Overdrive Extra

Max Heine

The pros and cons of bringing ‘Moneyball’ to trucking

| February 16, 2014

You might’ve seen the 2011 movie “Moneyball.” It’s about a nerd who convinces a baseball team manager to draft unnoticed players based on the way their stats indicate they could contribute to a winning team.

This celebration of data power is often cited as a comparison in articles talking about what’s come to be known as predictive analytics. You might never hear the term, but the practice is likely to be showing – if it’s not already – at a big fleet near you.  

Jonah Hill plays the character in “Moneyball” who convinces the manager played by Brad Pitt that he should recruit players based on a close examination of their personal data.

Jonah Hill plays the character in “Moneyball” who convinces the manager played by Brad Pitt that he should recruit players based on a close examination of their personal statistical data.

“Moneyball” is based on a true story about the Oakland Athletics, whose turnaround led to other baseball teams focusing more on players’ data. Turns out that much of the human resources world has been using predictive analytics for years. Now, with companies harvesting data as fast as it sprouts – and you know it’s sprouting exponentially (think CSA) – there’s even more attention being paid.

Trucking might be behind the curve, but it’s catching up. Some fleets are looking to improve retention by identifying good drivers before they leave, and to improve safety by identifying drivers whose data indicates they’re ripe for a wreck.

My colleague Todd Dills wrote last year about one of the leaders in this niche, FleetRisk Advisors, which has been highly effective with its clients. I, too, have been researching how services such as this are changing trucking. In particular, I’m wondering if any of the industry’s good intentions (longer retention, improved safety) have had effects that drivers would consider not so good.


Data analysis use to predict …. driver happiness?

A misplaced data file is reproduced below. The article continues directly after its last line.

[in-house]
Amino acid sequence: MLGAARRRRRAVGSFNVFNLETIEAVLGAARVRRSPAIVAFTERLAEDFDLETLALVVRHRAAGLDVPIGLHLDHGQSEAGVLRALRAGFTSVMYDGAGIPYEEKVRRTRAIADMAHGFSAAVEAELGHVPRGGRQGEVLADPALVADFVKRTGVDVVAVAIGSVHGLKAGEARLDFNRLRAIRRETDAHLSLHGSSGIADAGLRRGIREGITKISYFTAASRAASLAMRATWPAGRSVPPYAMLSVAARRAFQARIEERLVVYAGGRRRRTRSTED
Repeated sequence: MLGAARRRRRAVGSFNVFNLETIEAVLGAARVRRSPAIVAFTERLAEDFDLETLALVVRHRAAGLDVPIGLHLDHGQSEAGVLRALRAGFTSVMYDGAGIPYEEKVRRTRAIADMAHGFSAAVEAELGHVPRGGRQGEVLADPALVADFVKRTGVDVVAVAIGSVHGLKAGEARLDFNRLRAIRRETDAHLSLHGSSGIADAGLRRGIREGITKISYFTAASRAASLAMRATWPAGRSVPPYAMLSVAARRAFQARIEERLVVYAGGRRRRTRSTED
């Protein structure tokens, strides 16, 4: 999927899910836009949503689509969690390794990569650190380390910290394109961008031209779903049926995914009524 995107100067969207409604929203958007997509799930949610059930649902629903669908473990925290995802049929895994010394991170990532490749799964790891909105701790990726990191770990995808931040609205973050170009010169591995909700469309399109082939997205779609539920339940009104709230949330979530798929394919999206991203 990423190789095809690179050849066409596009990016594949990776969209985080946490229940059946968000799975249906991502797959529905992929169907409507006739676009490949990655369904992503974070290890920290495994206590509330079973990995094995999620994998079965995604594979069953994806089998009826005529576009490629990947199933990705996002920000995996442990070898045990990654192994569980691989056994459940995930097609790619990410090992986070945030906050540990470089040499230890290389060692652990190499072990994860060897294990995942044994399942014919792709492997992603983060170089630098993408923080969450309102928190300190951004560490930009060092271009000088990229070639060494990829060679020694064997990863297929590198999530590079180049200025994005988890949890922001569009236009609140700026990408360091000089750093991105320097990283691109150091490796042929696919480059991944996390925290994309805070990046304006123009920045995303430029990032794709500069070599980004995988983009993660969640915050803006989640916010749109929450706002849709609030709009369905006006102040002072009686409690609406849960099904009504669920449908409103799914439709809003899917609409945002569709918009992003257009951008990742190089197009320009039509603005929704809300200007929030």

FleetRisk Advisors' predictive analysis engine -- think of it as the Moneyball approach to carrier risk management -- can help carriers reduce turnover, the company ...

After all, fleets using predictive analytics are looking at more than accident history. To cite just a few of the data wells being tapped, they’re considering ECM readouts (hard braking, lane departure, etc.) and less obvious things, like whether getting too few miles is creating too much financial stress, in turn making a driver more accident-prone.

Has anyone experienced their fleet taking pre-emptive action – for good or for bad – due to data-based predictions? Like being sent back for remedial driver training? Being referred to counseling? Being suspended or fired? Conversations with management that pry into personal territory?

Sound off here or write me at mheine@randallreilly.com.

  • haller

    As far as I am aware of, trucking companies ONLY record the bad or negative things a truck driver does. I don’t know of any trucking company that keeps a file on all the good things their drivers do, and of all the things they do without getting paid. I’m guessing management and owners think they are the only ones worth their paycheck. We’ve all seen the “How is my driving” signs on the back of trucks and trailers with a phone number. Did you ever call that number, give it a try. So a car driven by a young woman who is texting comes into the truck lane, the truck driver sees it happening as he does 10 times per week and moves over onto part of the berm and toots his horn to get the car’s attention, did the truck driver save her life, YES. Should she be driving, NO, will she change her driving habits, NO. Does anyone say good going truck driver, NO. Is the DOT notified, NO. Believe me most truck drivers go unnoticed unless the driver of a car is having a bad day. UNITED we stand, divided we fall. Bring back Jimmy Hoffa or some kind of national truck drivers union….

  • Barton van Buskirk

    Tyson transportation is grading all drivers now.. In general driving is a piece rate based pay. Soo most drivers that don’t work well don’t drive in the industry very long .Soo in general moneyball isn’t going to work..
    before moneyball or the first moneyball if a driver lasted 5 years that means he would most likely stay in the industry ..

  • ironage

    Computer monitoring, cameras facing the driver, CSA 2010 etc… etc…. All of this regulation and harrassment for a job (OTR) that, when you boil it all down, pays minimum wage or less and keeps you away from your life and your family for long periods of time.

    But they can’t for the life of them…figure out why there is a severe driver shortage.

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